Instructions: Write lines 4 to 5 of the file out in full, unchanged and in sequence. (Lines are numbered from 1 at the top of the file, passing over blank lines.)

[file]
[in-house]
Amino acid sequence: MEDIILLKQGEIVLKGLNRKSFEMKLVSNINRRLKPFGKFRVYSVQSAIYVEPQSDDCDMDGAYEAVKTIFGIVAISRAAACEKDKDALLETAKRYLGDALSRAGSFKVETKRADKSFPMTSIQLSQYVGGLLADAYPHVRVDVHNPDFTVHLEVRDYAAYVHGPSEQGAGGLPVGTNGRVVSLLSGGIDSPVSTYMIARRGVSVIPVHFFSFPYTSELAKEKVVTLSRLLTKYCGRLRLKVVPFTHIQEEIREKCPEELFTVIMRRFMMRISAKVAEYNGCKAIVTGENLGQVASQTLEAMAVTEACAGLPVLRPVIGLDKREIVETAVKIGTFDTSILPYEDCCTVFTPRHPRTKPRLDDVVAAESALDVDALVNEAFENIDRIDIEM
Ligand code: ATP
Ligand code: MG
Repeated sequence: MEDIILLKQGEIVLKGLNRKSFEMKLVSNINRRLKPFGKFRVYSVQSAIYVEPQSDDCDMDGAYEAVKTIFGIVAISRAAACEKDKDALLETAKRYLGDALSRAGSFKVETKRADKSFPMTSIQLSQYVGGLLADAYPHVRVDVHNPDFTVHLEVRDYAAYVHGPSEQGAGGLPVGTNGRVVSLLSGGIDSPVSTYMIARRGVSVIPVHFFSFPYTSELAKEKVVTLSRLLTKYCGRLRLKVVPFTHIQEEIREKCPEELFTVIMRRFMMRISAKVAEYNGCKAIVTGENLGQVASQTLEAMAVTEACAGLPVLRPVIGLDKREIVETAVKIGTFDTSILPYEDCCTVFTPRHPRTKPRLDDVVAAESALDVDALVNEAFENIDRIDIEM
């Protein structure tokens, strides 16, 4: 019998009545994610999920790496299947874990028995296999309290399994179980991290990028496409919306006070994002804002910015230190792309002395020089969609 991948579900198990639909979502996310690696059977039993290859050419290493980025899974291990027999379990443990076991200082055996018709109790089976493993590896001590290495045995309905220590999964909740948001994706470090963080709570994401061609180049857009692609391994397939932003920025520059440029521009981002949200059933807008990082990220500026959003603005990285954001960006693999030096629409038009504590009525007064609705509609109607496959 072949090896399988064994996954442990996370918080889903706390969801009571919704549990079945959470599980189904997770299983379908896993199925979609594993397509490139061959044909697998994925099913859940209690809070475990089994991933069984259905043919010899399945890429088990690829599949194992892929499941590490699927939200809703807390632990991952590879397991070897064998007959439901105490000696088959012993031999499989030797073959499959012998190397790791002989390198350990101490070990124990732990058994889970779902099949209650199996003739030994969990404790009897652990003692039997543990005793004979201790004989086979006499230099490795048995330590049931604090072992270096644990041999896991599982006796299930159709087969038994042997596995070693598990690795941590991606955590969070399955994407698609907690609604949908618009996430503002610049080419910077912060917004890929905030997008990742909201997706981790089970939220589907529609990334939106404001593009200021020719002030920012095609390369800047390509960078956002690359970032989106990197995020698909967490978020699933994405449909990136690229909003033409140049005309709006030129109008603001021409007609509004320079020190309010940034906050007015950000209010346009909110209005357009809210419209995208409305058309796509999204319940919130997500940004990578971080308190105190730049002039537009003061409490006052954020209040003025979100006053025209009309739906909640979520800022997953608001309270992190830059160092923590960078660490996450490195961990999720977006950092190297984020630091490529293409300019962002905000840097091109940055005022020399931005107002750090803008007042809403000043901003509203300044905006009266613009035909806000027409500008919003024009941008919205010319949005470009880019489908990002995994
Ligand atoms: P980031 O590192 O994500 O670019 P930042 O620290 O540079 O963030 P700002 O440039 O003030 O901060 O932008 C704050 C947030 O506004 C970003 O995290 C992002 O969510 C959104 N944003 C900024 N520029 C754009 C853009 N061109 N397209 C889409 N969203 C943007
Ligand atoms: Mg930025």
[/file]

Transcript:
Ligand code: MG
Repeated sequence: MEDIILLKQGEIVLKGLNRKSFEMKLVSNINRRLKPFGKFRVYSVQSAIYVEPQSDDCDMDGAYEAVKTIFGIVAISRAAACEKDKDALLETAKRYLGDALSRAGSFKVETKRADKSFPMTSIQLSQYVGGLLADAYPHVRVDVHNPDFTVHLEVRDYAAYVHGPSEQGAGGLPVGTNGRVVSLLSGGIDSPVSTYMIARRGVSVIPVHFFSFPYTSELAKEKVVTLSRLLTKYCGRLRLKVVPFTHIQEEIREKCPEELFTVIMRRFMMRISAKVAEYNGCKAIVTGENLGQVASQTLEAMAVTEACAGLPVLRPVIGLDKREIVETAVKIGTFDTSILPYEDCCTVFTPRHPRTKPRLDDVVAAESALDVDALVNEAFENIDRIDIEM